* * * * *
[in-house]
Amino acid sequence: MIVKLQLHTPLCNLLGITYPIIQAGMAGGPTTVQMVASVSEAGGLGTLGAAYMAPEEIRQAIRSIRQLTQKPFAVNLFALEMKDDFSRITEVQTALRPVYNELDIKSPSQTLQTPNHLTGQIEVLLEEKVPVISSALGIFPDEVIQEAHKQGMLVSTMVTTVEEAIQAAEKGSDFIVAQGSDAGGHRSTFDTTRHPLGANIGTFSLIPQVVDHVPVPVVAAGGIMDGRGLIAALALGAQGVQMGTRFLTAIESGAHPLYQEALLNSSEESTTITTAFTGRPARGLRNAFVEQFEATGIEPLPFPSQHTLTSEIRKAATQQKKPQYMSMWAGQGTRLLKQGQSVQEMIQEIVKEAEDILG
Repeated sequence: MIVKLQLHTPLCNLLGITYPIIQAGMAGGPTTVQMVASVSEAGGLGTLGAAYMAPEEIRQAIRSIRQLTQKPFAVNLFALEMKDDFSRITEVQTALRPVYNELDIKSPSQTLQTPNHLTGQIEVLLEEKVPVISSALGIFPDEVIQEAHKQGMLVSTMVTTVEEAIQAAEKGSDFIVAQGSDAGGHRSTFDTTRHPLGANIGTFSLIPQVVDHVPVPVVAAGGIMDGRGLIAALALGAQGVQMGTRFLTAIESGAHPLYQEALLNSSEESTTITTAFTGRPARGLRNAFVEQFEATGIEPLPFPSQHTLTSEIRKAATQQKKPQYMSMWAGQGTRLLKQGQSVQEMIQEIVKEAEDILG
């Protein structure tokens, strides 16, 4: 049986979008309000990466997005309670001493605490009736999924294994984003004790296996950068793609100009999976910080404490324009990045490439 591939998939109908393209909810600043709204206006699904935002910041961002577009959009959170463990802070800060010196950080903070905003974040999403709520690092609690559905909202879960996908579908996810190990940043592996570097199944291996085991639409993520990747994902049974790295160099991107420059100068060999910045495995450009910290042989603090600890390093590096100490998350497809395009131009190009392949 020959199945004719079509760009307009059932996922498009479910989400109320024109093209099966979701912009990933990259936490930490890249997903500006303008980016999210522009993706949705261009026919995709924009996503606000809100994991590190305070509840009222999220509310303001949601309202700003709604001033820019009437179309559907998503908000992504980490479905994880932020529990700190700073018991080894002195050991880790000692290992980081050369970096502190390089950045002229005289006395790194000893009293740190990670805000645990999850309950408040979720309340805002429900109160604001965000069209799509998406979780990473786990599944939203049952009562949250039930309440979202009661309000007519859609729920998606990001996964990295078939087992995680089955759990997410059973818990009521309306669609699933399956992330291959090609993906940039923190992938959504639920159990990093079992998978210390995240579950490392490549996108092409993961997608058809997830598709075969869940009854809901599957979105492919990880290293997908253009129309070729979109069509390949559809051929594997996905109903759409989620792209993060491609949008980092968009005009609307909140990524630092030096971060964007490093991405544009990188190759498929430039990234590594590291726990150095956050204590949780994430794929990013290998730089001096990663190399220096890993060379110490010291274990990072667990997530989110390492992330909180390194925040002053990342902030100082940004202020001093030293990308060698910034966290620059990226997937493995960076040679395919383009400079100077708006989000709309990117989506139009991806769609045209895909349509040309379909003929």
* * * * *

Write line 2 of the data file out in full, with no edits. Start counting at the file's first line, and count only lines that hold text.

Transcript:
Amino acid sequence: MIVKLQLHTPLCNLLGITYPIIQAGMAGGPTTVQMVASVSEAGGLGTLGAAYMAPEEIRQAIRSIRQLTQKPFAVNLFALEMKDDFSRITEVQTALRPVYNELDIKSPSQTLQTPNHLTGQIEVLLEEKVPVISSALGIFPDEVIQEAHKQGMLVSTMVTTVEEAIQAAEKGSDFIVAQGSDAGGHRSTFDTTRHPLGANIGTFSLIPQVVDHVPVPVVAAGGIMDGRGLIAALALGAQGVQMGTRFLTAIESGAHPLYQEALLNSSEESTTITTAFTGRPARGLRNAFVEQFEATGIEPLPFPSQHTLTSEIRKAATQQKKPQYMSMWAGQGTRLLKQGQSVQEMIQEIVKEAEDILG